Once an aristocrat in the heady days of pre-revolutionary France, now Lestat is a rockstar in the demonic, shimmering 1980s. He rushes through the centuries in search of others like him, seeking answers to the mystery of his terrifying exsitence. His story, the second volume in Anne Rice's best-selling Vampire Chronicles, is mesmerizing, passionate, and thrilling.
Praise for The Vampire Lestat
“FRIGHTENING, SENSUAL . . . Anne Rice will live on through the ages of literature. . . . To read her is to become giddy as if spinning through the mind of time, to become lightheaded as if our blood is slowly being drained away.”—San Francisco Chronicle
“FIERCELY AMBITIOUS, NOTHING LESS THAN A COMPLETE UNNATURAL HISTORY OF VAMPIRES.”—The Village Voice
“BRILLIANT . . . ITS UNDEAD CHARACTERS ARE UTTERLY ALIVE.”—The New York Times Book Review
“LUXURIANTLY CREATED AND RICHLY TOLD.”—The Cleveland Plain Dealer
After the spectacular debut of Interview with the Vampire in 1976, Anne Rice put aside her vampires to explore other literary interests--Italian castrati in Cry to Heaven and the Free People of Color in The Feast of All Saints. But Lestat, the mischievous creator of Louis in Interview, finally emerged to tell his own story in the 1985 sequel, The Vampire Lestat.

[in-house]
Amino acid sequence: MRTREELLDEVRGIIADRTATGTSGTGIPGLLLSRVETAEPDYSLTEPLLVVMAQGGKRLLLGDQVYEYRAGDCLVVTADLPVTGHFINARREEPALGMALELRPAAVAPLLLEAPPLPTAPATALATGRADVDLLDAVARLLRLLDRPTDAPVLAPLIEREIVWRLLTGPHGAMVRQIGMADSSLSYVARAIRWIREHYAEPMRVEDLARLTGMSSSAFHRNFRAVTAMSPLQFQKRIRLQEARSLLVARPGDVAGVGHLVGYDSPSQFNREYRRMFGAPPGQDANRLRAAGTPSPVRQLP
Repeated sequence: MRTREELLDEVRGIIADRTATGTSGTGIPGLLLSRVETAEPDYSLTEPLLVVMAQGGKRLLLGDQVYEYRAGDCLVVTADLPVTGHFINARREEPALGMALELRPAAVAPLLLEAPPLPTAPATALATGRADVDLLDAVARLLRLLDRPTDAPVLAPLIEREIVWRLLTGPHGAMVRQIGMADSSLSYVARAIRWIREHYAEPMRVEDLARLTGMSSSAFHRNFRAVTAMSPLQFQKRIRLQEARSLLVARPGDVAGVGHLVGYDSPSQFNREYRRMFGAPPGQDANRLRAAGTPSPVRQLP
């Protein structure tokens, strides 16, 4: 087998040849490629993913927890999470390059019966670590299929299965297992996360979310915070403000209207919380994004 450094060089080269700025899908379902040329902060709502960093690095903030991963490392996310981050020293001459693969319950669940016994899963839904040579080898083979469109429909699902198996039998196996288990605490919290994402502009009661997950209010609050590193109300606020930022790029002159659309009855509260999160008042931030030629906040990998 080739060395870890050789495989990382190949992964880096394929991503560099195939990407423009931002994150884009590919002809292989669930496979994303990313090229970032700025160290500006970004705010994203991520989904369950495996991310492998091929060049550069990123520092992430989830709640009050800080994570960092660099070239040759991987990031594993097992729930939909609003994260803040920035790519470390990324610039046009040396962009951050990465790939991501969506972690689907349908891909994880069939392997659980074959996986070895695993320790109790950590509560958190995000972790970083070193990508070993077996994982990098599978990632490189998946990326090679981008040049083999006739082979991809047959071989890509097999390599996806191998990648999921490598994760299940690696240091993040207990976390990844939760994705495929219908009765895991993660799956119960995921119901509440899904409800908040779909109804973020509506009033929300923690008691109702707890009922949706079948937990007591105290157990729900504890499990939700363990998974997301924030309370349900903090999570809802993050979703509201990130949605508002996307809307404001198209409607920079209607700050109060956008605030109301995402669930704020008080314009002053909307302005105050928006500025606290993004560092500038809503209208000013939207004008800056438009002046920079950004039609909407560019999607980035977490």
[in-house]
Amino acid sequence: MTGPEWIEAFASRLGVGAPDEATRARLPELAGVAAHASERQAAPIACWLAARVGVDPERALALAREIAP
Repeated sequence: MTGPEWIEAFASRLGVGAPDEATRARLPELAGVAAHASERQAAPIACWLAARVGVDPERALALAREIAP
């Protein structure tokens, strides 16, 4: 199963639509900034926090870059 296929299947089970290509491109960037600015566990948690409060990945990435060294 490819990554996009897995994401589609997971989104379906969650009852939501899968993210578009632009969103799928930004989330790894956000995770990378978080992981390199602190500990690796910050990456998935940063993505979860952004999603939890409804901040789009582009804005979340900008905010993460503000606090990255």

As with the first book in the series, the novel begins with a frame narrative. After over a half century underground, Lestat awakens in the 1980s to the cacophony of electronic sounds and images that characterizes the MTV generation. Particularly, he is captivated by a fledgling rock band named Satan's Night Out. Determined both to achieve international fame and end the centuries of self-imposed vampire silence, Lestat takes command of the band (now renamed "The Vampire Lestat") and pens his own autobiography. The remainder of the novel purports to be that autobiography: the vampire traces his mortal youth as the son of a marquis in pre-Revolutionary France, his initiation into vampirism at the hands of Magnus, and his quest for the ultimate origins of his undead species.
While very different from the first novel in the Vampire Chronicles, The Vampire Lestat has proved to be the foundation for a broader range of narratives than is possible from Louis's brooding, passive perspective. The character of Lestat is one of Rice's most complex and popular literary alter egos, and his Faustian strivings have a mythopoeic resonance that links the novel to a grand tradition of spiritual and supernatural fiction. --Patrick O'Kelley